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People v. Ortiz





APPEAL from the Circuit Court of Lee County; the Hon. JAMES E. BALES, Judge, presiding.


Defendant was convicted of home invasion (Ill. Rev. Stat. 1979, ch. 38, par. 12-11) in a bench trial and sentenced to ten years in the penitentiary. He raises the following issues on appeal: (1) he was not proved guilty beyond a reasonable doubt; (2) he did not understandingly waive his right to trial by jury; (3) he did not receive the effective assistance of counsel at trial; and (4) the trial court failed to consider mitigating circumstances and the rehabilitative potential of defendant in arriving at the 10-year sentence. We affirm.

The State presented four eyewitnesses to the offense. Bobbie Wyatt testified that in the early morning of September 25, 1979, defendant and a companion followed her into her apartment. Defendant had visited her on occasion and the two were sexually intimate. After a few minutes Bobbie told the pair to leave and pushed them out the door. Defendant returned several minutes later and indicated that he wished to have sexual intercourse with Bobbie. Despite Bobbie's refusals, defendant remained outside the door and placed his hand in his pocket. One of the other residents of the apartment shouted that defendant had a gun. Bobbie then ducked and heard what sounded like a crash or a gun shot. She then saw defendant unlock the door by placing his hand through the broken glass in the door. Defendant had placed one foot in the doorway and was attempting to push his way into the apartment when Allen Bass, a resident of the apartment, pushed the defendant out of the door and fought with him outside. After the fight Bobbie observed defendant enter the apartment and take a record player which, she said, he had given her children as a gift. She testified that she had had three beers during the course of the day preceding the event and that within a few hours before the incident she had shared a marijuana cigarette. She also testified that she was on probation for a forgery conviction.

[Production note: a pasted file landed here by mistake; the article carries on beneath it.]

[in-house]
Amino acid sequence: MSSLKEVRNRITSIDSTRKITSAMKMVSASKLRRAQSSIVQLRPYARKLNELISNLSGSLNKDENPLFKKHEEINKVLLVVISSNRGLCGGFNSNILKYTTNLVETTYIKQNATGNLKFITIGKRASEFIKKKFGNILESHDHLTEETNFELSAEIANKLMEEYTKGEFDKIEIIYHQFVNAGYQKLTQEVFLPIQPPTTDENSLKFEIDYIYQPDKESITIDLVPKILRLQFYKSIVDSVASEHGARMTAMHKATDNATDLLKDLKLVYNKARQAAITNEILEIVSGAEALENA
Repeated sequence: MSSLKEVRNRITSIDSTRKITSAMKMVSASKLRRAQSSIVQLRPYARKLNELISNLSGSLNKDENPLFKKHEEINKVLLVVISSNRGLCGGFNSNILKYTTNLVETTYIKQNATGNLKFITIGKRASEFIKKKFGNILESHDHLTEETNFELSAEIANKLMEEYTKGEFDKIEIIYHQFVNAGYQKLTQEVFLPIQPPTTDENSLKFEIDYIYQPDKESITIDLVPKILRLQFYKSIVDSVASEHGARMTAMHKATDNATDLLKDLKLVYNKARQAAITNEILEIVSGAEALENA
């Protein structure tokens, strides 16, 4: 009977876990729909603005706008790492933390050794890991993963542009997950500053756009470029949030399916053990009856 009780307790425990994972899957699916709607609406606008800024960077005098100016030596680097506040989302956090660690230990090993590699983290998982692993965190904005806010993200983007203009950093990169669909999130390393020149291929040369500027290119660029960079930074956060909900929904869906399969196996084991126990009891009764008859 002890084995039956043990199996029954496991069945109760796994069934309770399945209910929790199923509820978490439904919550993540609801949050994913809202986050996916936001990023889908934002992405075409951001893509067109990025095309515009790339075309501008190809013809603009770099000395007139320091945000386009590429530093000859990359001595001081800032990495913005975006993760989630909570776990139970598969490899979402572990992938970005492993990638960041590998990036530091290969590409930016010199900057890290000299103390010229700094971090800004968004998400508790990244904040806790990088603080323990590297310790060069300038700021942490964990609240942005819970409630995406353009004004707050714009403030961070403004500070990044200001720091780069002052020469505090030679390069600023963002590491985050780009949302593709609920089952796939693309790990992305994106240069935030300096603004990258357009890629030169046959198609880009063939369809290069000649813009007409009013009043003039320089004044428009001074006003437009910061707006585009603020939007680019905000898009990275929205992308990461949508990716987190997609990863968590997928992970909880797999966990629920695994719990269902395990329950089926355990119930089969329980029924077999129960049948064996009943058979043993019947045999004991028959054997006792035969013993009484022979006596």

Judy Mowery, who was in an automobile parked next to Bobbie Wyatt's apartment building, testified next. She testified that she saw defendant, gun in hand, break in the door window of Bobbie's apartment and fire three shots. Prior to breaking the glass he shouted that he wanted his record player. Ms. Mowery further testified that after defendant broke the glass he entered the apartment momentarily. He immediately came back outside with Allen Bass. The two were fighting. During the course of the fight, three shots were fired outside the apartment.

Allen Bass testified that Bobbie Wyatt partially opened the apartment door and the defendant attempted to force his way in. Bass tried to help Bobbie close the door, but was unsuccessful. Thereafter, Bass hit the defendant several times in the face and defendant then pulled out a gun. Defendant stuck his arm through the door, pointed the gun and stated, "I'm going to kill you." Bass then pushed the defendant out the door. A fight ensued, and defendant fired three or four shots. Bass ran back to the apartment and into the bedroom. He then heard two shots fired and the sound of glass breaking. He left the bedroom and observed a man, whom he believed to be defendant, enter the apartment and take the record player.

Vicki Bolton, also a resident of the apartment, testified that she heard Bobbie shouting for help and then observed the defendant outside the front door holding a gun. A shot was fired through the glass in the front door, and defendant then broke the glass with his hands. Defendant reached in through the glass, unlocked the door, placed half of his body in the doorway and fired four or five shots inside the apartment. The defendant was shouting, "I'm going to kill you." The witness heard two shots fired outside the apartment and then observed defendant come back inside and take the record player. Ms. Bolton stated that she had consumed one beer several hours before the incident. At the close of her testimony the State informed the court that the witness had a prior misdemeanor theft conviction.